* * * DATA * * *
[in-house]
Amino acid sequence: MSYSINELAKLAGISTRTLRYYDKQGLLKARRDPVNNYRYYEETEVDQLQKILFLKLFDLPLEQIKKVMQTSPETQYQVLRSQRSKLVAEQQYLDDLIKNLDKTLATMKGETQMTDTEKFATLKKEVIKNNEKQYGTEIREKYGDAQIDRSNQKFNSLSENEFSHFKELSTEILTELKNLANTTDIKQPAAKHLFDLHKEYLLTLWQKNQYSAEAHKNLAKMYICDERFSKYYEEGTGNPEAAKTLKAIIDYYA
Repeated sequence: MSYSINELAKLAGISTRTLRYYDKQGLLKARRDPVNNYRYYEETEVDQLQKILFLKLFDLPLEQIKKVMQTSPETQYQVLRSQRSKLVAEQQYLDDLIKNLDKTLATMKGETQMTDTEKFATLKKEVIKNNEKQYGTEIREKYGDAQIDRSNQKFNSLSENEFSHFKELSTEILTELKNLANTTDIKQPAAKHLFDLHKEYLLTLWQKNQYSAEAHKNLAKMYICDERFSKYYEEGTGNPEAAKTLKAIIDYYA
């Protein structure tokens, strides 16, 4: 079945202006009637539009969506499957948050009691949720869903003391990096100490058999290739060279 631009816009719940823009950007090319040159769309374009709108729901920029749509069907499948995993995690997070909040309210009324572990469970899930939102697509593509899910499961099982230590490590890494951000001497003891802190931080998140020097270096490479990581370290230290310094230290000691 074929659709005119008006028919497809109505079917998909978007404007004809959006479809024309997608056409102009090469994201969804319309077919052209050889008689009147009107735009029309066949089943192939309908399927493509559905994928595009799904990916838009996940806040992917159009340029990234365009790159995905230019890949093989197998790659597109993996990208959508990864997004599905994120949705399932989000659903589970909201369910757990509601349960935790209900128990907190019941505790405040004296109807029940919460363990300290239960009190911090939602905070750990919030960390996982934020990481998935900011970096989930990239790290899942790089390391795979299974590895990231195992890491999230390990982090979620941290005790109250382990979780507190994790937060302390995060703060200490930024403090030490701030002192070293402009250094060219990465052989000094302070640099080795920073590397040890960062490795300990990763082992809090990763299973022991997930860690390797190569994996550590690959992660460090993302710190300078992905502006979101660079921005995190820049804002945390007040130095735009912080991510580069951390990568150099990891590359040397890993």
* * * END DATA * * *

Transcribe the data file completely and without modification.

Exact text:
[in-house]
Amino acid sequence: MSYSINELAKLAGISTRTLRYYDKQGLLKARRDPVNNYRYYEETEVDQLQKILFLKLFDLPLEQIKKVMQTSPETQYQVLRSQRSKLVAEQQYLDDLIKNLDKTLATMKGETQMTDTEKFATLKKEVIKNNEKQYGTEIREKYGDAQIDRSNQKFNSLSENEFSHFKELSTEILTELKNLANTTDIKQPAAKHLFDLHKEYLLTLWQKNQYSAEAHKNLAKMYICDERFSKYYEEGTGNPEAAKTLKAIIDYYA
Repeated sequence: MSYSINELAKLAGISTRTLRYYDKQGLLKARRDPVNNYRYYEETEVDQLQKILFLKLFDLPLEQIKKVMQTSPETQYQVLRSQRSKLVAEQQYLDDLIKNLDKTLATMKGETQMTDTEKFATLKKEVIKNNEKQYGTEIREKYGDAQIDRSNQKFNSLSENEFSHFKELSTEILTELKNLANTTDIKQPAAKHLFDLHKEYLLTLWQKNQYSAEAHKNLAKMYICDERFSKYYEEGTGNPEAAKTLKAIIDYYA
């Protein structure tokens, strides 16, 4: 079945202006009637539009969506499957948050009691949720869903003391990096100490058999290739060279 631009816009719940823009950007090319040159769309374009709108729901920029749509069907499948995993995690997070909040309210009324572990469970899930939102697509593509899910499961099982230590490590890494951000001497003891802190931080998140020097270096490479990581370290230290310094230290000691 074929659709005119008006028919497809109505079917998909978007404007004809959006479809024309997608056409102009090469994201969804319309077919052209050889008689009147009107735009029309066949089943192939309908399927493509559905994928595009799904990916838009996940806040992917159009340029990234365009790159995905230019890949093989197998790659597109993996990208959508990864997004599905994120949705399932989000659903589970909201369910757990509601349960935790209900128990907190019941505790405040004296109807029940919460363990300290239960009190911090939602905070750990919030960390996982934020990481998935900011970096989930990239790290899942790089390391795979299974590895990231195992890491999230390990982090979620941290005790109250382990979780507190994790937060302390995060703060200490930024403090030490701030002192070293402009250094060219990465052989000094302070640099080795920073590397040890960062490795300990990763082992809090990763299973022991997930860690390797190569994996550590690959992660460090993302710190300078992905502006979101660079921005995190820049804002945390007040130095735009912080991510580069951390990568150099990891590359040397890993």